Is Arbitration Addictive? Evidence From the Laboratory and the Field
AbstractWe test for the presence of an addictive effect of arbitration (positive state dependence) using data both from a laboratory bargaining experiment and from the field. We find no evidence of state dependence in the experimental data, and we find weak evidence of positive state dependence in the field data on teachers in British Columbia. Hence, we reject the view that use of arbitration per se leads to state dependence either through reducing uncertainty about the arbitral process or through changing the bargaining parties' perceptions about their opponents. The results further suggest that an explanation for any positive state dependence we find in the British Columbia field data must lie in an aspect of the arbitration process which is not captured by our simple experimental design.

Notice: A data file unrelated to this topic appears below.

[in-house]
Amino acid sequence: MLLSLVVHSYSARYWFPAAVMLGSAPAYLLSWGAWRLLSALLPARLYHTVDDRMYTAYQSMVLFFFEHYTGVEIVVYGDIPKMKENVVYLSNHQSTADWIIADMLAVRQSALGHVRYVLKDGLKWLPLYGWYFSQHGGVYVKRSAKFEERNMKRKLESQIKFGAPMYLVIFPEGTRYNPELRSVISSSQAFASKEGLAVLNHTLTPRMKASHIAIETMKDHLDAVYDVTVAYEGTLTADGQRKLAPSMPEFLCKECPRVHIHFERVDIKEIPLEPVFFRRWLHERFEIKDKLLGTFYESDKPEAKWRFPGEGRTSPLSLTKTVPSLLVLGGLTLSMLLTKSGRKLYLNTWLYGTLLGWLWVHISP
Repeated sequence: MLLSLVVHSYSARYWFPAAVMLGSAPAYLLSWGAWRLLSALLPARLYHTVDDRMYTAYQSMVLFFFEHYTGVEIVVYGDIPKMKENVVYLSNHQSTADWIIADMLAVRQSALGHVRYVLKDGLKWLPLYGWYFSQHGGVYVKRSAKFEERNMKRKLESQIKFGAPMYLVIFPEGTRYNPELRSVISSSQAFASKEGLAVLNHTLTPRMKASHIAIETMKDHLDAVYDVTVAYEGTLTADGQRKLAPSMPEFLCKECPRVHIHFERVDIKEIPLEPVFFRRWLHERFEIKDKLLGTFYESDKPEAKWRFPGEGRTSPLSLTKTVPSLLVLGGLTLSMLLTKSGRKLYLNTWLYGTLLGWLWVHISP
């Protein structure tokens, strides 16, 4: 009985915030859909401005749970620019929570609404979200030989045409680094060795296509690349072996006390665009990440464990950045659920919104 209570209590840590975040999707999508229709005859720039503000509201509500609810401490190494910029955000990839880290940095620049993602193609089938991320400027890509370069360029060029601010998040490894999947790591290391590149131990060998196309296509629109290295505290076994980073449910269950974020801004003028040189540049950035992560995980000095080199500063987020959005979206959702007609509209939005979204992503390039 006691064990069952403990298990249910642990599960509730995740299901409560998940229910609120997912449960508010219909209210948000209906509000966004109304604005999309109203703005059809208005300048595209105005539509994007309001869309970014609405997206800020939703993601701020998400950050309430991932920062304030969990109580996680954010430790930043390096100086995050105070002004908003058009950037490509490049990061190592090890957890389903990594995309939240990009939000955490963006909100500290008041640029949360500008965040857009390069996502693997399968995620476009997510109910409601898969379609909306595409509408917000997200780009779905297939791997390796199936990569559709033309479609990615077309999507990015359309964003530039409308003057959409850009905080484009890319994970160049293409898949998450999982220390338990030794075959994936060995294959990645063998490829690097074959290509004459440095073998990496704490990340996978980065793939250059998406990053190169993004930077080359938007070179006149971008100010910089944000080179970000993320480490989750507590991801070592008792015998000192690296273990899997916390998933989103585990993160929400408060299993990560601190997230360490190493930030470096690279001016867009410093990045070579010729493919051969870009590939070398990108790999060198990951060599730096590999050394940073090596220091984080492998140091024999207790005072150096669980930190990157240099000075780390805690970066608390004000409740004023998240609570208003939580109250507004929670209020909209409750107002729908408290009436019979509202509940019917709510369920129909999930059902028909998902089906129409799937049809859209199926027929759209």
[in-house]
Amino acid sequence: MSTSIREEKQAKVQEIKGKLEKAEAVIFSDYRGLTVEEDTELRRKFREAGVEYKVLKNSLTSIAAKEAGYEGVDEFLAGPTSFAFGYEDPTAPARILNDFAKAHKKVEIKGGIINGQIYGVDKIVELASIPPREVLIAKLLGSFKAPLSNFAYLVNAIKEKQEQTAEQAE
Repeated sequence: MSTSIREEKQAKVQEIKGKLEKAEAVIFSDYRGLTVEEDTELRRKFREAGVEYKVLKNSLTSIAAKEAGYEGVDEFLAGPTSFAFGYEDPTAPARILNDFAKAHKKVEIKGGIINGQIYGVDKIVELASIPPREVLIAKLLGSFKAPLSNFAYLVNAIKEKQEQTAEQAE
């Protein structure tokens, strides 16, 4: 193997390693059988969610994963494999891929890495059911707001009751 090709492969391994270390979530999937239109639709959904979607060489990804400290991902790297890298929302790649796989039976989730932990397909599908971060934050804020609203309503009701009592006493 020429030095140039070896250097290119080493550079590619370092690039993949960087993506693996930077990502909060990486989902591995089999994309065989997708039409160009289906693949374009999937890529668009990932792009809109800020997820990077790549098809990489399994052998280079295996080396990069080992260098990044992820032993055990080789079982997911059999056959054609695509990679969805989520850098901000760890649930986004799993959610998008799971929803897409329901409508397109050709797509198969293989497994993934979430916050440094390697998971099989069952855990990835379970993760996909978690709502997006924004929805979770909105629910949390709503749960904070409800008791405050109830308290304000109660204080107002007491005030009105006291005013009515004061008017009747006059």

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Bibliographic InfoPaper provided by National Bureau of Economic Research, Inc in its series NBER Working Papers with number 3952.
Date of creation: Jan 1992
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Other versions of this item:
- Janet Currie & Henry S. Farber, 1992. "Is Arbitration Addictive? Evidence From the Laboratory and the Field," Working Papers 675, Princeton University, Department of Economics, Industrial Relations Section..
- C33 - Mathematical and Quantitative Methods - - Multiple or Simultaneous Equation Models; Multiple Variables - - - Models with Panel Data; Spatio-temporal Models
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